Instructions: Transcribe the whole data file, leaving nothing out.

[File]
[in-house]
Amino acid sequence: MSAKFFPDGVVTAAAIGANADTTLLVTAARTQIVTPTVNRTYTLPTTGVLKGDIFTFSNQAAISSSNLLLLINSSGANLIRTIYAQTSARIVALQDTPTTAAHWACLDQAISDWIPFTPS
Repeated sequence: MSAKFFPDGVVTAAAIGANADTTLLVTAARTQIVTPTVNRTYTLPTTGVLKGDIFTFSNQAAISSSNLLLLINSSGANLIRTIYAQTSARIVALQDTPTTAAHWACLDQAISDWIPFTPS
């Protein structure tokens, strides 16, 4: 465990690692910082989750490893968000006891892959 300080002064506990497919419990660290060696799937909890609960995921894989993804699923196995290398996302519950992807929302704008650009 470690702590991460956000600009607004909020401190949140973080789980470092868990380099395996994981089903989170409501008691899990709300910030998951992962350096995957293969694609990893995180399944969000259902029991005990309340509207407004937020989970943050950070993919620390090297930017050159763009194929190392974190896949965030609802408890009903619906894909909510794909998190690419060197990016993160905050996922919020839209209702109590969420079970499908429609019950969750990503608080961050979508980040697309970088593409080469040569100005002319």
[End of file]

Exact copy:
[in-house]
Amino acid sequence: MSAKFFPDGVVTAAAIGANADTTLLVTAARTQIVTPTVNRTYTLPTTGVLKGDIFTFSNQAAISSSNLLLLINSSGANLIRTIYAQTSARIVALQDTPTTAAHWACLDQAISDWIPFTPS
Repeated sequence: MSAKFFPDGVVTAAAIGANADTTLLVTAARTQIVTPTVNRTYTLPTTGVLKGDIFTFSNQAAISSSNLLLLINSSGANLIRTIYAQTSARIVALQDTPTTAAHWACLDQAISDWIPFTPS
């Protein structure tokens, strides 16, 4: 465990690692910082989750490893968000006891892959 300080002064506990497919419990660290060696799937909890609960995921894989993804699923196995290398996302519950992807929302704008650009 470690702590991460956000600009607004909020401190949140973080789980470092868990380099395996994981089903989170409501008691899990709300910030998951992962350096995957293969694609990893995180399944969000259902029991005990309340509207407004937020989970943050950070993919620390090297930017050159763009194929190392974190896949965030609802408890009903619906894909909510794909998190690419060197990016993160905050996922919020839209209702109590969420079970499908429609019950969750990503608080961050979508980040697309970088593409080469040569100005002319």